IRAS 16293-2922B is a very young star - a protostar - perhaps only about ten thousand years old. Slightly smaller in mass than our Sun, it is still deeply embedded in its surrounding natal material, and apparently
is even accreting some of that material onto a circumstellar disk that rings the protostar. In the past decade, it has become possible to
study such extremely early stages of star formation thanks to submillimeter and infrared telescopes that can peer through the heavy
obscuration of dust in the birth clouds. For the first time, astronomers have been able to address some of the key physical processes
underway in these early stages of stellar gestation.
One of the key puzzles is how new stars rid themselves of angular momentum: As the material in the cloud contracts under the influence of gravity, slight rotational motions will spin up considerably for the same reason that a twirling skater will spin faster when pulling in her arms. For the developing star, the consequent centrifugal force can stymie further contraction, and so a star needs to find a way to dissipate the effects. Astronomers think that stars develop bipolar
jets of material that channel the spinning material into outflows that can escape and allow the contraction to continue. Indeed these outflows, often dramatically narrow and long, are commonly seen. But how early do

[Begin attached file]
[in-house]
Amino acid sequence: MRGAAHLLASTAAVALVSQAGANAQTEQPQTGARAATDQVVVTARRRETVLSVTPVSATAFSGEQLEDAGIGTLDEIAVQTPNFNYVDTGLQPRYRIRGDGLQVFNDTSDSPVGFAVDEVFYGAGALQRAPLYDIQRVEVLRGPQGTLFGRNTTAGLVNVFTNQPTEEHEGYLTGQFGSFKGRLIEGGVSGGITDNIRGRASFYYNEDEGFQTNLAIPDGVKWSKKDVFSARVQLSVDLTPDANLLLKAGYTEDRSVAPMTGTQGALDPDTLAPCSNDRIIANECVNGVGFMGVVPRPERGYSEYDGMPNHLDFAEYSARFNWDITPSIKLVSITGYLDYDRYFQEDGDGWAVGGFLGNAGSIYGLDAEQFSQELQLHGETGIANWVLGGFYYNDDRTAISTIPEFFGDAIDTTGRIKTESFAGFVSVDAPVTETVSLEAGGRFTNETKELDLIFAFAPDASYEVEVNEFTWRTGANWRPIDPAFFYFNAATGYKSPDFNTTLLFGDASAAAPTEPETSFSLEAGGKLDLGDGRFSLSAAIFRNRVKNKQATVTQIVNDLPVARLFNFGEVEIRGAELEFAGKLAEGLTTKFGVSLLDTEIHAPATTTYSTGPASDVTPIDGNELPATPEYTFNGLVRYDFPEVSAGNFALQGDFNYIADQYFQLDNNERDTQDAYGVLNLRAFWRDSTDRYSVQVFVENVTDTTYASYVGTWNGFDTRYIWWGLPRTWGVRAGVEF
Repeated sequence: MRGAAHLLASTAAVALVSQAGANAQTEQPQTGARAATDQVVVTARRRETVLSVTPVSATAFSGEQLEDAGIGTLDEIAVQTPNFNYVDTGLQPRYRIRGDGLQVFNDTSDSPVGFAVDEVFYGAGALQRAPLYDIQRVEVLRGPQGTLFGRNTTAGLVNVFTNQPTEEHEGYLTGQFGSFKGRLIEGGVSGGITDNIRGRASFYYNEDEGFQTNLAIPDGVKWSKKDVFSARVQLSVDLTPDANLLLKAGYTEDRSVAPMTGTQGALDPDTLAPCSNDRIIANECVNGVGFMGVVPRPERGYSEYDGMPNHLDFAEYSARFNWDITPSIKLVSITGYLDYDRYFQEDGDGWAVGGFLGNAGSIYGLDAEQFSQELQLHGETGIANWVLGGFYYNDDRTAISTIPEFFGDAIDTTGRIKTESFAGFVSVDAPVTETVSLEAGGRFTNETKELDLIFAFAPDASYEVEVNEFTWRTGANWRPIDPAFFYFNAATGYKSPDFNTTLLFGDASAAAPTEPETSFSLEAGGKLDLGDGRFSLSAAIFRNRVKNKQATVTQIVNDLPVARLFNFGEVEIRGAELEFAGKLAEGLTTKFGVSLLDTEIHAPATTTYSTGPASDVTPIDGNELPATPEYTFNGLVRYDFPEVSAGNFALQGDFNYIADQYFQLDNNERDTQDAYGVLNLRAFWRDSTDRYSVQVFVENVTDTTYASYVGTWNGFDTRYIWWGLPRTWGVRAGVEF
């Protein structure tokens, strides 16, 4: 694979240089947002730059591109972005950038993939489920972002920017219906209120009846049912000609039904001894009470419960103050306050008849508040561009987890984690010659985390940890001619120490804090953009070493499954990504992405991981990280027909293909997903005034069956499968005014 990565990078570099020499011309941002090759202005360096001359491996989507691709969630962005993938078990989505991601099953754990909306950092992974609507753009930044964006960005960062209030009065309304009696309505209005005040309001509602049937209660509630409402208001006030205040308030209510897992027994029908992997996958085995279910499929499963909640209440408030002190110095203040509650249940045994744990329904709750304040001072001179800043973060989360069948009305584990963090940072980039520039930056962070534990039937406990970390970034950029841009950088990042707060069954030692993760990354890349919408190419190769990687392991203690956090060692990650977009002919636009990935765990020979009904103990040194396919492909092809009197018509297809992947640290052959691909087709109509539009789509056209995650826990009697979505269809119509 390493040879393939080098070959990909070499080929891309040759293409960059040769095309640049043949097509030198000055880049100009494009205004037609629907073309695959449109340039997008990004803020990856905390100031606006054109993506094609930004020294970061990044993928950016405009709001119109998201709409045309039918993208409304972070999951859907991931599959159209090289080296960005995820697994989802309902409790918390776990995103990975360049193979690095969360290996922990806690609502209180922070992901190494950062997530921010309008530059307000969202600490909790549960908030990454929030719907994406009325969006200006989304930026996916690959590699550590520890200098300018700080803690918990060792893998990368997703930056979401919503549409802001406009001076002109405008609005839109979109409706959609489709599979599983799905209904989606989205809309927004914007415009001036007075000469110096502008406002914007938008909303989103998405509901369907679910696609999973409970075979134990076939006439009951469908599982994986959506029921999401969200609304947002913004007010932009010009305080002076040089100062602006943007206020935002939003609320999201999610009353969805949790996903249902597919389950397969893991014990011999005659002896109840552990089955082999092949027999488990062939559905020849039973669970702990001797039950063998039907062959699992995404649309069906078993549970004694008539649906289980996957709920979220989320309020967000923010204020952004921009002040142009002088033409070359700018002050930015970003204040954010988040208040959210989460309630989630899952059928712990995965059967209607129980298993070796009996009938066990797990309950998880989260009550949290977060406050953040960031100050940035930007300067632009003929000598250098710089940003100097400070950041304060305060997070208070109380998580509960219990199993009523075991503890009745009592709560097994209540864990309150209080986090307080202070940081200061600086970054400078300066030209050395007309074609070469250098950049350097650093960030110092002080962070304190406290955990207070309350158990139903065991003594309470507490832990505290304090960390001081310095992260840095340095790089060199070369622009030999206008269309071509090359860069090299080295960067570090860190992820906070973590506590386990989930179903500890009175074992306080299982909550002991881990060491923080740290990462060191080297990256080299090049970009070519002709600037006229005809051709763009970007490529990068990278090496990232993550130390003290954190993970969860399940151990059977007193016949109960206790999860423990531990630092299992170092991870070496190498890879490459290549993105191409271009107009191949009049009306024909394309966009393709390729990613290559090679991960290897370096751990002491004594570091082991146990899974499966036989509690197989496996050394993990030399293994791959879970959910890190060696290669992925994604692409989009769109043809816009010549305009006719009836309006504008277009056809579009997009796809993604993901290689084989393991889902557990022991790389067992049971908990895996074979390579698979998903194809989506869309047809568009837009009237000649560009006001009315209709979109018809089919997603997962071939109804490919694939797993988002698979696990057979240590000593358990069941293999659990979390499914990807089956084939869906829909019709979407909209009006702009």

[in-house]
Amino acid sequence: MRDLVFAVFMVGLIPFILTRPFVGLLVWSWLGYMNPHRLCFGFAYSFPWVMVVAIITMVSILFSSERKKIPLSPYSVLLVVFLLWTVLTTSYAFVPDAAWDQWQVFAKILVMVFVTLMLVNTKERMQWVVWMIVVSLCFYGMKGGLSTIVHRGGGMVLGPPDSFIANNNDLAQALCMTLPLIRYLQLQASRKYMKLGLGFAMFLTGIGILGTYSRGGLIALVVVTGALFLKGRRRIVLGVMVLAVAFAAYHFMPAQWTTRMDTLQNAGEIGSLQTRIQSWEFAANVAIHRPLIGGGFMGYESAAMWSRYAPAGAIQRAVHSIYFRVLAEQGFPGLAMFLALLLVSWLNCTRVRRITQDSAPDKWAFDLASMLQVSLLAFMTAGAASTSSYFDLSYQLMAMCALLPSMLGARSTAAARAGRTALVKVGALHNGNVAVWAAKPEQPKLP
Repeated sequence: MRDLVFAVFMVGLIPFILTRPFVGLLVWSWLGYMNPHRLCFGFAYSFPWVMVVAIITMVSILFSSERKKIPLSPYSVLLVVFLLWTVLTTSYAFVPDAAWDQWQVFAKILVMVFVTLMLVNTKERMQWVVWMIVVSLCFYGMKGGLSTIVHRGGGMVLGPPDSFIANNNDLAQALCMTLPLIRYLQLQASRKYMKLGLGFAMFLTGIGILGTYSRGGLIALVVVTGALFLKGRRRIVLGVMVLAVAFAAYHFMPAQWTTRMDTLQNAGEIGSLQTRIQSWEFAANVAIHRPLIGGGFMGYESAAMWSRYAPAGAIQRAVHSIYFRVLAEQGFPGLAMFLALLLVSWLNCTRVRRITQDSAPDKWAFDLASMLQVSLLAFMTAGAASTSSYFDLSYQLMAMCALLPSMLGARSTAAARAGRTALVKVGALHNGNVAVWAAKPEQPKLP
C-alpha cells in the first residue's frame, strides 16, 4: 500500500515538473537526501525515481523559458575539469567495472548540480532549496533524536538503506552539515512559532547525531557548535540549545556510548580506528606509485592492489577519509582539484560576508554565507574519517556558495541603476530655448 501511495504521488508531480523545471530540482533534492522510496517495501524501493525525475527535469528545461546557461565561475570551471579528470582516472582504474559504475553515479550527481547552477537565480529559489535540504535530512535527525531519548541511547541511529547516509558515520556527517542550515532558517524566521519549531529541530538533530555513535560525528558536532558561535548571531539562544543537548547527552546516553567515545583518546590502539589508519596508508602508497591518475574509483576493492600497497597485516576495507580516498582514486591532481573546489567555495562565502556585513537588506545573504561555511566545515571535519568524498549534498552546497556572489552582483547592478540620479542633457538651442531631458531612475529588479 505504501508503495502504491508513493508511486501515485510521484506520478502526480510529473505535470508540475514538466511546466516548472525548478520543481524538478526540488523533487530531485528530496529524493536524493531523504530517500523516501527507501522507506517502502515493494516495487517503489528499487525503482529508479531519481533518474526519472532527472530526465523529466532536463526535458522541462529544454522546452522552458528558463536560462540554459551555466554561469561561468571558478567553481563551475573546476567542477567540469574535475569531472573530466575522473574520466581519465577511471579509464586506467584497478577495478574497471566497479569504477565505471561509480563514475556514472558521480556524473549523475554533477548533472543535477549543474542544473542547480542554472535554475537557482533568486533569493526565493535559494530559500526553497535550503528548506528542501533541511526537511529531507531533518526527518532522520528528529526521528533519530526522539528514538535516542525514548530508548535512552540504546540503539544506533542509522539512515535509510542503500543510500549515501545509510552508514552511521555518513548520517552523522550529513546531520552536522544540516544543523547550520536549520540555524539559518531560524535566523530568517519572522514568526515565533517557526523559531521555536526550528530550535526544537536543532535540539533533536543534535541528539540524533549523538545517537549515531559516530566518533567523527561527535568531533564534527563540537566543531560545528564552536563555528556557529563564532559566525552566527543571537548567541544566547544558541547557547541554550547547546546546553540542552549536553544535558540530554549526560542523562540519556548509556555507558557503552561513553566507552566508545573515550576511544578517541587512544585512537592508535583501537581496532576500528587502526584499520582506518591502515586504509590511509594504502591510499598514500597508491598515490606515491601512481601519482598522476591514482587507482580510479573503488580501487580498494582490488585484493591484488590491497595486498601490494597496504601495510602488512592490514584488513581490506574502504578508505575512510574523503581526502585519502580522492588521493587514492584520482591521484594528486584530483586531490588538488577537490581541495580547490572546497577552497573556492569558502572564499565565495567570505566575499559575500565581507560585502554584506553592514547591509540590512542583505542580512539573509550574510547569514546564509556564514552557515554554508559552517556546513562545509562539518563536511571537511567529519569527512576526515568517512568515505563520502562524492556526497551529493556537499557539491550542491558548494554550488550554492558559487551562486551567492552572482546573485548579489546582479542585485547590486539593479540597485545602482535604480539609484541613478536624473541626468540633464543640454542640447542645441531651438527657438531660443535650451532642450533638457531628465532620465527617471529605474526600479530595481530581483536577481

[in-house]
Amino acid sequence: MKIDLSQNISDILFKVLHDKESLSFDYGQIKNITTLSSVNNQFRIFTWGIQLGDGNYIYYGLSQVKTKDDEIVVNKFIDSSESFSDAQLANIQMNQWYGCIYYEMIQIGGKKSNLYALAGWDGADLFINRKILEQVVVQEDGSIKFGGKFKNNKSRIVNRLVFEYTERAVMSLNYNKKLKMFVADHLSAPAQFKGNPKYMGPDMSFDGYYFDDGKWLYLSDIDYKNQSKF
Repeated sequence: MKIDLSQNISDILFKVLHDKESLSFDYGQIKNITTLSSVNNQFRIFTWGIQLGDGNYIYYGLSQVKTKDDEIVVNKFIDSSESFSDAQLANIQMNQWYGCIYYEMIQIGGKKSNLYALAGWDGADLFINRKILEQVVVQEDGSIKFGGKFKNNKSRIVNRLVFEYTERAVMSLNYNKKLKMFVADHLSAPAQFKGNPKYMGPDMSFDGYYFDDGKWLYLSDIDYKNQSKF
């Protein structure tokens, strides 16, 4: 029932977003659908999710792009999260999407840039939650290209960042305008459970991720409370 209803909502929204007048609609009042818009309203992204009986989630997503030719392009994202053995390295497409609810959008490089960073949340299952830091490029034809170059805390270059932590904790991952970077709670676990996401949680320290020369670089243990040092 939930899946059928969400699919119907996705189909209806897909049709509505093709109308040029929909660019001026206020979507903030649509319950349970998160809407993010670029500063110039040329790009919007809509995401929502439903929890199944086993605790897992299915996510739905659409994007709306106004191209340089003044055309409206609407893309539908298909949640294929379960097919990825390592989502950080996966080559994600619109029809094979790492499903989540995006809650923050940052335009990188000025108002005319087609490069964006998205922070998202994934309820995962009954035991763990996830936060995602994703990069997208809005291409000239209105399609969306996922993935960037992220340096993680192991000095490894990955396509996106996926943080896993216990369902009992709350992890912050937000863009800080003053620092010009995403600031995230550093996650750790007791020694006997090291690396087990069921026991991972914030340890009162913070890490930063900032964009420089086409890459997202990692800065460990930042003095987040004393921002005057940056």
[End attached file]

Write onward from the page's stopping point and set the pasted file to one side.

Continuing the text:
these flows develop, and how effective are they at enabling the young star to continue its growth?
CfA astronomers David Wilner and Paul Ho, with eleven colleagues, used the giant new Atacama Large Millimeter/submillimeter Array (ALMA) to discover and study an outflow from IRAS 16293-2922B, making this the youngest outflow from what could be one of the youngest stars ever seen. ALMA, is a collection of sixty-six 12-meter and 7-meter diameter telescopes observing at millimeter and submillimeter wavelengths from a
high-altitude plateau in the Atacama desert in Chile. An international effort, ALMA only just this month began its routine operations phase,
and star birth is expected to be one of its principal research activities. The new paper estimates the age of the young outflow as a
mere 200 years from its morphology; the results mark a dramatic step towards understanding the earliest stages of a star’s life.